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The field of biological taxonomy has produced one of the longest-lived classification systems on earth: the over 300-year old system of biological nomenclature and description. Historically, this effort has been decidedly paper-based – and somewhat bureaucratic: taxonomists write descriptions in terse, semi-structured prose; publish them in journals or thick tomes; and oversee and arbitrate naming decisions via complex governing bodies such as the International Commission on Zoological Nomenclature.
Over recent decades, however, taxonomists’ workflows have become increasingly computational, and their data, born digital; this has motivated the development of anatomical ontologies such as the Hymenoptera Anatomy Ontology and the Phenotype and Trait Ontology, which hold the promise of creating a machine-readable dataset describing life on earth. The adoption of semantic web technologies for this field, though, could pose massive challenges to taxonomy’s historic governing structure and publishing workflows. How must a rule- and paper-based discipline like taxonomy evolve in a linked data paradigm where Anyone can say Anything about Any organism? How might the adoption of semantic technologies by taxonomists open the field to new contributions and work arrangements – and how might they put this essential knowledgebase at risk for vandalism, misinformation, and other harm?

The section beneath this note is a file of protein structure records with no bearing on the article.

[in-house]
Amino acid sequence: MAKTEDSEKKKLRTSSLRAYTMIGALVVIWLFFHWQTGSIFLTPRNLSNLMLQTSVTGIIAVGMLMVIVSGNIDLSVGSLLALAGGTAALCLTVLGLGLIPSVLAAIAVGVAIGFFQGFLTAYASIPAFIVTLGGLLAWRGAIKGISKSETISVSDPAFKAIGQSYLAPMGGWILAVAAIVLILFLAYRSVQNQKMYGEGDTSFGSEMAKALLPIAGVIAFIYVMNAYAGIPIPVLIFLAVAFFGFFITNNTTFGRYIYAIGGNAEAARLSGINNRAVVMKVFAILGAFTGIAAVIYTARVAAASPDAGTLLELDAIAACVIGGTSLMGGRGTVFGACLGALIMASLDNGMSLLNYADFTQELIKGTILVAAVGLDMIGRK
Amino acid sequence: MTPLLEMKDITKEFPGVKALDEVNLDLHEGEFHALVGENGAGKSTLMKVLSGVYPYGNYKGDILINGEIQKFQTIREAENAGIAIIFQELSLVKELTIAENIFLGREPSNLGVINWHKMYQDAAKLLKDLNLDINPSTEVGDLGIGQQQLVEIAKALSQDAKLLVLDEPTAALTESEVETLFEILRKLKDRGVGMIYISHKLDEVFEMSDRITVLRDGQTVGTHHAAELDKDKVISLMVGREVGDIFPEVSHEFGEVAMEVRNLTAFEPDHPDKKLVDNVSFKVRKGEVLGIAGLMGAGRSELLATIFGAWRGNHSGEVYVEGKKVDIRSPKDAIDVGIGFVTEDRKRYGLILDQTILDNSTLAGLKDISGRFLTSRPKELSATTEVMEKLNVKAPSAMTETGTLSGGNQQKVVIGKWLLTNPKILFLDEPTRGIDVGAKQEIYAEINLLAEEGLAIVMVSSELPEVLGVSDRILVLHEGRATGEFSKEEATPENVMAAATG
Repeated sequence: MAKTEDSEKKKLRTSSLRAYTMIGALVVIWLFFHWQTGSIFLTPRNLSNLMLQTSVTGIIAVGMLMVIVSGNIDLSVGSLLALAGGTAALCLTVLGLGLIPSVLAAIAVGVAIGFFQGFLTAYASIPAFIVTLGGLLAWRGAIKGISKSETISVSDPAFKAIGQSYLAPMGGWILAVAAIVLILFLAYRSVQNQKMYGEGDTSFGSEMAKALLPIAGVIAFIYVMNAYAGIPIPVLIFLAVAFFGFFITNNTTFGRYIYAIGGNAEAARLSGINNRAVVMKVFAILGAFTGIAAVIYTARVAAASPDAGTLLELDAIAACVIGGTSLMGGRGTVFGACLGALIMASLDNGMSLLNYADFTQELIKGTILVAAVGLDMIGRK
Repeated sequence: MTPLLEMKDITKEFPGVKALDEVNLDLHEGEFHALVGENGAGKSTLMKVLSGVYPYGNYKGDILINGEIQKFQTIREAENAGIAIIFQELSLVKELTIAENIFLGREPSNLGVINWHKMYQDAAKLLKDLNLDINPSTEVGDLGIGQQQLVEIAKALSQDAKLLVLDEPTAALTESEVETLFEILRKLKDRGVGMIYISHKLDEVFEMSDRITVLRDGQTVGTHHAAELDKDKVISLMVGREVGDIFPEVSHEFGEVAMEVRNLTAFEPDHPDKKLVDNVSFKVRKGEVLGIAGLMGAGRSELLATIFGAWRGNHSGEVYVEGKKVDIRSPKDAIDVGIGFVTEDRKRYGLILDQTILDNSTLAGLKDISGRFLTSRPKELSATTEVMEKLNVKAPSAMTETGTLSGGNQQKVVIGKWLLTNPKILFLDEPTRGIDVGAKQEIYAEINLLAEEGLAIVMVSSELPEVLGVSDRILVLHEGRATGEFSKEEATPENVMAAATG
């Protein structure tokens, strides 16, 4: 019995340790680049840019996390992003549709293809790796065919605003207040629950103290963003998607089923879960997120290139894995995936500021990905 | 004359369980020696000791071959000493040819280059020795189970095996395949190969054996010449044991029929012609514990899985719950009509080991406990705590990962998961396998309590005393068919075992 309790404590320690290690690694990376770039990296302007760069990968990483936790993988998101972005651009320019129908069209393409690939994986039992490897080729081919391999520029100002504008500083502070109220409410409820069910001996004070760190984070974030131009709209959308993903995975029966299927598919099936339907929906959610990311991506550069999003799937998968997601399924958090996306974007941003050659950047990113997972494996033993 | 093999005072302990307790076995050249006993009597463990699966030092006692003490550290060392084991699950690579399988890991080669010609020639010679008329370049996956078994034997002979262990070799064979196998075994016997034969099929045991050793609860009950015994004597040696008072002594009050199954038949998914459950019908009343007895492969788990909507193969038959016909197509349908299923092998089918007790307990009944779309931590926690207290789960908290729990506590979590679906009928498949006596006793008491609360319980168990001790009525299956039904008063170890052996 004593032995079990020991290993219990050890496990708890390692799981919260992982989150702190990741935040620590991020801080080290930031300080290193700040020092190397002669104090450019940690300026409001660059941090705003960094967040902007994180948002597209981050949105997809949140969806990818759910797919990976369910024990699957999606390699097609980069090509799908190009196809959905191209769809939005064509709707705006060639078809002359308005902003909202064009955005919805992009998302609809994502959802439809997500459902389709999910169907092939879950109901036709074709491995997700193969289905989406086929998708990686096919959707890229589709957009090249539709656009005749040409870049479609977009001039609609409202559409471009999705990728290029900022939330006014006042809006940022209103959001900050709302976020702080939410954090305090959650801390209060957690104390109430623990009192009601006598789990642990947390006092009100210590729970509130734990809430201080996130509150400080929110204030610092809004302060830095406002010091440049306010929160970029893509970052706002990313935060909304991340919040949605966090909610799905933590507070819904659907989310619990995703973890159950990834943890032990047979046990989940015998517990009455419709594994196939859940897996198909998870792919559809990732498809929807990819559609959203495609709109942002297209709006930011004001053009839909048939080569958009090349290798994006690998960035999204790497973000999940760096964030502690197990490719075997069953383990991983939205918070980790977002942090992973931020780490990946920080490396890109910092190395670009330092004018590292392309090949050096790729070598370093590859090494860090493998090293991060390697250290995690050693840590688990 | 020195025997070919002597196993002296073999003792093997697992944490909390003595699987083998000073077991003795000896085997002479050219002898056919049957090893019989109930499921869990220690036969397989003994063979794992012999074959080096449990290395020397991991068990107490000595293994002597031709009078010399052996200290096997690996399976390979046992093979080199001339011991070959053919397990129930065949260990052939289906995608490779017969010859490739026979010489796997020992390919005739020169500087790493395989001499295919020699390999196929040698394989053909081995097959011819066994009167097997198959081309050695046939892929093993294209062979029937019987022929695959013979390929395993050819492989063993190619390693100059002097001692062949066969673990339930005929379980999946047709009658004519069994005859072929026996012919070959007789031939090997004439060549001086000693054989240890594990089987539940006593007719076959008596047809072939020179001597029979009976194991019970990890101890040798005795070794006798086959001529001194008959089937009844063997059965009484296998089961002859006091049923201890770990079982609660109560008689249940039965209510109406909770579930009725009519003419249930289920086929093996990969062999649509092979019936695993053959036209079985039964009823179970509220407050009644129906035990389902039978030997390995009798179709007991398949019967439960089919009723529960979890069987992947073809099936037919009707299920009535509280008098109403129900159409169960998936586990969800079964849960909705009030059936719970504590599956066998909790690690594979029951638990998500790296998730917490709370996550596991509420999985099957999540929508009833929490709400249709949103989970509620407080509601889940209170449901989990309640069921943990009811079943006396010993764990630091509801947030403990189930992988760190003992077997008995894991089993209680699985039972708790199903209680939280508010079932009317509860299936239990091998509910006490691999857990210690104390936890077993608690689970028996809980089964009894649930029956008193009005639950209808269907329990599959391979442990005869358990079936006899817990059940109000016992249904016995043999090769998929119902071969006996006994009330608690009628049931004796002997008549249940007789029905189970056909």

In this paper, we address these questions through research conducted as part of a long-term qualitative investigation of taxonomists’ data and work practices. We discuss the ramifications that linked data, “nanopublications” and other semantic technologies might have for this traditionally paper-based discipline, and the implications of our findings for other knowledge organization systems and infrastructures.